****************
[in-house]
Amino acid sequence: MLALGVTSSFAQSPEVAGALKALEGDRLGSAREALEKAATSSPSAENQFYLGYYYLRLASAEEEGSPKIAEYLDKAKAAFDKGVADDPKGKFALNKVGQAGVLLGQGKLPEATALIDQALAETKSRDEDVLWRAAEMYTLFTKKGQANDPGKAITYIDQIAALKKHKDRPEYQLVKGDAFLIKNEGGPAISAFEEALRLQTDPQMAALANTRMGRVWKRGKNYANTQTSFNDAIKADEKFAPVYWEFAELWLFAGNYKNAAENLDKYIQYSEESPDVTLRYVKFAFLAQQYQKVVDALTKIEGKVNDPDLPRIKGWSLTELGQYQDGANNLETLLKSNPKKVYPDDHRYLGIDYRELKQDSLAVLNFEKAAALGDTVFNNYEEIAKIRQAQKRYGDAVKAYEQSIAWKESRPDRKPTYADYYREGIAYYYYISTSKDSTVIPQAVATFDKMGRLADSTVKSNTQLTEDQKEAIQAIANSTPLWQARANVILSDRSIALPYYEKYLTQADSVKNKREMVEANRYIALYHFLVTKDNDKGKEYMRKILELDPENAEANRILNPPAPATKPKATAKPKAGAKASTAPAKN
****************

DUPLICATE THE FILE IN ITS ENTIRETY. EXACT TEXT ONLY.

[in-house]
Amino acid sequence: MLALGVTSSFAQSPEVAGALKALEGDRLGSAREALEKAATSSPSAENQFYLGYYYLRLASAEEEGSPKIAEYLDKAKAAFDKGVADDPKGKFALNKVGQAGVLLGQGKLPEATALIDQALAETKSRDEDVLWRAAEMYTLFTKKGQANDPGKAITYIDQIAALKKHKDRPEYQLVKGDAFLIKNEGGPAISAFEEALRLQTDPQMAALANTRMGRVWKRGKNYANTQTSFNDAIKADEKFAPVYWEFAELWLFAGNYKNAAENLDKYIQYSEESPDVTLRYVKFAFLAQQYQKVVDALTKIEGKVNDPDLPRIKGWSLTELGQYQDGANNLETLLKSNPKKVYPDDHRYLGIDYRELKQDSLAVLNFEKAAALGDTVFNNYEEIAKIRQAQKRYGDAVKAYEQSIAWKESRPDRKPTYADYYREGIAYYYYISTSKDSTVIPQAVATFDKMGRLADSTVKSNTQLTEDQKEAIQAIANSTPLWQARANVILSDRSIALPYYEKYLTQADSVKNKREMVEANRYIALYHFLVTKDNDKGKEYMRKILELDPENAEANRILNPPAPATKPKATAKPKAGAKASTAPAKN